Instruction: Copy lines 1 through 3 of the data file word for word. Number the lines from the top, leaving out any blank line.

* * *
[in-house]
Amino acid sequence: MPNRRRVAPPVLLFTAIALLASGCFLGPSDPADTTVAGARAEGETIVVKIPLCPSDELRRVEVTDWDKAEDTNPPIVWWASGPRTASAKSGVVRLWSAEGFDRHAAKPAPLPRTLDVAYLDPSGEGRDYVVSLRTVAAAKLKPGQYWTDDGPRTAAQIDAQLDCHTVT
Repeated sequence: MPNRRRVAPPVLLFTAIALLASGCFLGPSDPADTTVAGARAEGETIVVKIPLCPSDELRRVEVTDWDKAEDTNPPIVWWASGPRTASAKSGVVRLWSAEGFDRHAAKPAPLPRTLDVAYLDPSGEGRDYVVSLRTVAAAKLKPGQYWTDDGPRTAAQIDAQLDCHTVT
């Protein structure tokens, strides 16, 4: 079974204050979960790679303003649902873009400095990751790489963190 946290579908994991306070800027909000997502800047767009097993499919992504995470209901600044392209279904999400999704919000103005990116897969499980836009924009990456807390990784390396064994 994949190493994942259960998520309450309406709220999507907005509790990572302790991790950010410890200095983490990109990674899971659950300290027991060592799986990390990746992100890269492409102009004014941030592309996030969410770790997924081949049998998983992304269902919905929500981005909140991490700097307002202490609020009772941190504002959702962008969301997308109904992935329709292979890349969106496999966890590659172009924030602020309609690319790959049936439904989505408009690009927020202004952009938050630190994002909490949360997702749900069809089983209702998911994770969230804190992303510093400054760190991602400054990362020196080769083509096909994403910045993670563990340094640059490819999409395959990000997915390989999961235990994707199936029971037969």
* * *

[in-house]
Amino acid sequence: MPNRRRVAPPVLLFTAIALLASGCFLGPSDPADTTVAGARAEGETIVVKIPLCPSDELRRVEVTDWDKAEDTNPPIVWWASGPRTASAKSGVVRLWSAEGFDRHAAKPAPLPRTLDVAYLDPSGEGRDYVVSLRTVAAAKLKPGQYWTDDGPRTAAQIDAQLDCHTVT
Repeated sequence: MPNRRRVAPPVLLFTAIALLASGCFLGPSDPADTTVAGARAEGETIVVKIPLCPSDELRRVEVTDWDKAEDTNPPIVWWASGPRTASAKSGVVRLWSAEGFDRHAAKPAPLPRTLDVAYLDPSGEGRDYVVSLRTVAAAKLKPGQYWTDDGPRTAAQIDAQLDCHTVT